Dominguez Gap Wetlands Trail is an easy trail located in Long Beach, California, along the Los Angeles River.
The trail has grown in popularity over the years and has also seen some work to extend the trail and allow for more room for runners, horse riders, and bikers along the clearly marked path. The relatively mellow and pleasant hike can be completed any time of year and offers relaxing and scenic views not far from the city.
|25 feet/-25 feet
|Long Beach, California
Getting to Dominguez Gap Wetlands Trail
Given its location in Long Beach, CA, getting to Dominguez Gap Wetlands Trail is fairly straightforward. For those who prefer to rely on GPS technology, the address ‘Virginia Vista Ct, Long Beach, California, 90807, United States’ should be entered in order to take you to the popular starting point of the trail route that is based in the Bixby Knolls part of Long Beach, CA.
The information in this guide is for informational purposes only. We use Gaia GPS for mobile devices and also bring high-quality printed topographic maps while in the backcountry, and recommend you do the same.
If you are coming from central Los Angeles and prefer to use manual directions, please follow this basic guide. From the 405 Freeway, take the Long Beach Blvd. exit and head north for 0.2 miles. Then, turn left on 36th St. and go 0.3 miles and bear right on Country Club. Go 0.3 miles and turn left on Los Cerritos Park Place. Follow it past the side of the park to a T-junction and turn right on Del Mar. Parking instructions once you reach the destination outlined below.
Parking at Dominguez Gap Wetlands
The location of this trail is certainly more urban than typical trails are. Given this, it is advantageous to make use of the abundant street parking available nearby and simply take the short walk to the trailhead as desired.
There is also a park near the north entrance of the trail on the corner of Del Amo and Oregon Ave and you can park your car in the parking lot there and enter the trail at the rear of the park. Parking here is usually available and hassle-free.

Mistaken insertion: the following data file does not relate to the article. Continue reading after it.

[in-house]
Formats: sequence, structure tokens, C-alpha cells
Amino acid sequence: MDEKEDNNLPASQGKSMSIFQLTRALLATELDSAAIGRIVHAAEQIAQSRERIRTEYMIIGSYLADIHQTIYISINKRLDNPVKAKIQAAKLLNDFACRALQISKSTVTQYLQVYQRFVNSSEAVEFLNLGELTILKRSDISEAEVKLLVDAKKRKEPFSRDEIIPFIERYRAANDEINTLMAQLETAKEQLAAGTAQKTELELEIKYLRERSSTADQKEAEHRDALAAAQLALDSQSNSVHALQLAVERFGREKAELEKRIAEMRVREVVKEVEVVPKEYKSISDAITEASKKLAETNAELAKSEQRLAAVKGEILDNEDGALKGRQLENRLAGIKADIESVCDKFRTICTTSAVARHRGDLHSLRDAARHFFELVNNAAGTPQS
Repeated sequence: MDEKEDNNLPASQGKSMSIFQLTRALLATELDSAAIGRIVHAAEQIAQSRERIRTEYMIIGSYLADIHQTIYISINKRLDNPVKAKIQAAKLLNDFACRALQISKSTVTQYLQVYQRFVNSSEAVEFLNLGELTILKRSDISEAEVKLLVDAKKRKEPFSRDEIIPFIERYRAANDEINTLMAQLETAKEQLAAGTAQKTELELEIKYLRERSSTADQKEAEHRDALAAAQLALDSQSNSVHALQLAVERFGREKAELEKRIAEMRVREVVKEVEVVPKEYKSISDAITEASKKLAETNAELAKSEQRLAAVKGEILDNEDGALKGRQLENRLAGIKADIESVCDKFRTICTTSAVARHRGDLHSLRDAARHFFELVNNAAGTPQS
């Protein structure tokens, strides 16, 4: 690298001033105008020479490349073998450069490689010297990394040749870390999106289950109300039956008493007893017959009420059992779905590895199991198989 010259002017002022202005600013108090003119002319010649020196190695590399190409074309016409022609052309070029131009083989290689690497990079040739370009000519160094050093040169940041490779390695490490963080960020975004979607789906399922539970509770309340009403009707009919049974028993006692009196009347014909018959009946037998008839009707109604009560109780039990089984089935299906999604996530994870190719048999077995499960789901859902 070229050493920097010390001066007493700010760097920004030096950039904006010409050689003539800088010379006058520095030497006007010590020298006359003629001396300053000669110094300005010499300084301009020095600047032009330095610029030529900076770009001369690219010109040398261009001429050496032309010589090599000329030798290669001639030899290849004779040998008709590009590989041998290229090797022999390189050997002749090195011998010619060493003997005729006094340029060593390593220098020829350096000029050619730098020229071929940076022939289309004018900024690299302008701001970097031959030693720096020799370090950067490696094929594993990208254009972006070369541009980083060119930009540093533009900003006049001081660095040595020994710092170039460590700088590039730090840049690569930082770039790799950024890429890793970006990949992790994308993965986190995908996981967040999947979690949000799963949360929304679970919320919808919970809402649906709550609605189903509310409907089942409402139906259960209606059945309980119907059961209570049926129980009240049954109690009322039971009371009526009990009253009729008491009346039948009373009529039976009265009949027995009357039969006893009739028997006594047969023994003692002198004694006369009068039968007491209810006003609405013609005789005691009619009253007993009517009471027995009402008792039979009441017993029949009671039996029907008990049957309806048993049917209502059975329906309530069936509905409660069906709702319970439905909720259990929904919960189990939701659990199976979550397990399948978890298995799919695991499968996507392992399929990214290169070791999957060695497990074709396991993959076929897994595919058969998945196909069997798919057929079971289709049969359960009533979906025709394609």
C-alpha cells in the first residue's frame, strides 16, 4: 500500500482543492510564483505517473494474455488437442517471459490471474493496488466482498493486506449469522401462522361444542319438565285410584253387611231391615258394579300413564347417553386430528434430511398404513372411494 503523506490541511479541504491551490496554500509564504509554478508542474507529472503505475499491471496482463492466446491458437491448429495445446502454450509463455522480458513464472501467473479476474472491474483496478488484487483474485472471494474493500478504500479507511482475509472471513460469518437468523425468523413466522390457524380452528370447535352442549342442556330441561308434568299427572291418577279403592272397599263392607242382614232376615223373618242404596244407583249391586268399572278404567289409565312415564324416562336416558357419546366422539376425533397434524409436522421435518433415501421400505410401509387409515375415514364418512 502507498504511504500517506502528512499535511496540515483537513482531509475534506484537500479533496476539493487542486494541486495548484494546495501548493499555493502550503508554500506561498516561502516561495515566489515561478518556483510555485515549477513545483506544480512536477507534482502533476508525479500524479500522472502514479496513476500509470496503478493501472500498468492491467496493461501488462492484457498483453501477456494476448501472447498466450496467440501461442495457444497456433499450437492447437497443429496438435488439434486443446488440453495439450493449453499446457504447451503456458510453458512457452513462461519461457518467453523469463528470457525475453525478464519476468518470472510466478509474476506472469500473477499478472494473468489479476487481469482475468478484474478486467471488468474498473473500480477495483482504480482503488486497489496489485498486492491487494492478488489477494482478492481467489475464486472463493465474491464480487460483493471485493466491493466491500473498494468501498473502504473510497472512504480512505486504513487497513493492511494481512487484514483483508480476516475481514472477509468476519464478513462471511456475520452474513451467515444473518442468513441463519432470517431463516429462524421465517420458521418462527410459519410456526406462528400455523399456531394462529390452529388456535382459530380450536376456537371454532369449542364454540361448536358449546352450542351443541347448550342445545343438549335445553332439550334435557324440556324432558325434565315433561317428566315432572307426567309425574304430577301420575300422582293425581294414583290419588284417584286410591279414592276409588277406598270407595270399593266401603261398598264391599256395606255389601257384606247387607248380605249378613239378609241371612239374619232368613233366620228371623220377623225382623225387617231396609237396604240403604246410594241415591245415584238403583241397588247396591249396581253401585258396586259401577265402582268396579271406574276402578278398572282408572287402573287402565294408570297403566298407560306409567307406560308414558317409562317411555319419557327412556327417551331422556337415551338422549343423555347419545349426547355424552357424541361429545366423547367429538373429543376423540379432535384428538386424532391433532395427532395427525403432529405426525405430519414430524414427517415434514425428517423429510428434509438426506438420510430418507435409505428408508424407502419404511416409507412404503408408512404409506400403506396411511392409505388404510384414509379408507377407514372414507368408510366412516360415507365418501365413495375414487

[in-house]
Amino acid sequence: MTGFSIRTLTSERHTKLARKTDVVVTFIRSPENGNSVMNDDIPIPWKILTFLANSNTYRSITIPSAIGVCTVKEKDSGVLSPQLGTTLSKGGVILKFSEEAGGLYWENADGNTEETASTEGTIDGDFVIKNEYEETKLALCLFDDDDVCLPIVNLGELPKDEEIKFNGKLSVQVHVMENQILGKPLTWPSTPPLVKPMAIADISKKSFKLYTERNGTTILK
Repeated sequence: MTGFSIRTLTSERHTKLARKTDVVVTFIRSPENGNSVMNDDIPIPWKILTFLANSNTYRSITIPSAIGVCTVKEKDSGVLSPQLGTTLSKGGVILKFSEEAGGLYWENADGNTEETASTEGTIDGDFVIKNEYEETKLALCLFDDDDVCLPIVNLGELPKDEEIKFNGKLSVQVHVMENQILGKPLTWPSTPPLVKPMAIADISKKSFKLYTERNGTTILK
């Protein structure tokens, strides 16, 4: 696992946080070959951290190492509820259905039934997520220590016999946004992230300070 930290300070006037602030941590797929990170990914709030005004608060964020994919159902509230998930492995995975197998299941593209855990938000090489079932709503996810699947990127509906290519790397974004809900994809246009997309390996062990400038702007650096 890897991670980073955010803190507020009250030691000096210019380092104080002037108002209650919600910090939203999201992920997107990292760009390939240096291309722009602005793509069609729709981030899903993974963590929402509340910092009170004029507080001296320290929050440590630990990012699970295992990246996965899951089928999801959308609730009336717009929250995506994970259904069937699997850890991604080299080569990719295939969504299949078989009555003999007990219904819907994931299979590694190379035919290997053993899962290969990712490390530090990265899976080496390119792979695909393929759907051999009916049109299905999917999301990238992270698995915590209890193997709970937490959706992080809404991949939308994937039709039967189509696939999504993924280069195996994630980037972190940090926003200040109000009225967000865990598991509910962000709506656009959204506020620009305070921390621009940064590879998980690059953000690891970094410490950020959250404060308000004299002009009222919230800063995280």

The location also boasts both official parking (surcharge) and non-official and it is advised to make use of the spots depending upon your budget, but plenty is available.
Dominguez Gap Wetlands Trail is a small restored wildlife habitat area adjacent to the Los Angeles River, located in the city of Long Beach, California.
The wetlands themselves are entirely man-made by the LA County Flood Control District as a flood control zone for the Los Angeles river and have proven to be a popular and growing beauty spot perfect for hiking.
The wetlands were originally designed to treat stormwater, removing nutrients and metals before entering the LA River and later the Pacific Ocean so serves both a natural and practical purpose.
The Dominguez Gap is a great place for a walk or run and can be enjoyed by a lone hiker, pairs, or even a family as this is a very well-defined, modern and safe route. The short loop can be hiked in either direction, depending upon your preference and starting point.
The great thing about this trail is how well maintained it is and the flat and easy to navigate surface means it is favorable for hikers of all proficiencies.
One side of the trail is dirt and the other side is paved and immaculate. Along the trail, you will find that there are a variety of native plants, seasonal birds, rabbits and even tortoises, making this a fun adventure that is certainly family-friendly if you are planning a day out for the entire crew and also an enjoyable expedition if you are on your own or with a partner.
As you probably guessed, the trail itself borders the wetlands – and encompasses a roughly 2.2 mile round-trip hike that can be undertaken by just about anyone. In comparison to others, this is a relatively new trail which was completed by LA County in 2008.
The project encompassed extensive renovation of two preexisting Flood Control District spreading grounds, located along both sides of the Los Angeles River between Del Amo Blvd. and the 405 Freeway. The trail underwent further work to expand its scope in 2014 and 2016 and has seen millions spent on upgrades, now boasting a year-round habitat for plants and wildlife.
Despite its proximity to the city, this is a real treat for wildlife lovers. Some of the animals spotted throughout our hike included the double-crested cormorant, blackbirds, goldfinch, mallards and ducklings, a wide array of insects, and countless fauna lining the route.
Dog-walking is allowed on the trail and is encouraged but dogs must be on a leash both for the safety of others and their own due to the proximity to the LA river. The trail should take around 40 minutes to complete if you don’t stop and is often quite busy throughout the year but there exists plenty of opportunity for peace and solitude along this pleasant trail.
The trail itself is somewhat unique in that there are various modes of transportation often in use; it boasts an equestrian trail, bike paths and walkways, all with the Los Angeles River running alongside that offers a scenic view along with the trees for what is a truly unwinding and relax retreat that is unusually close to the hustle and bustle of city life.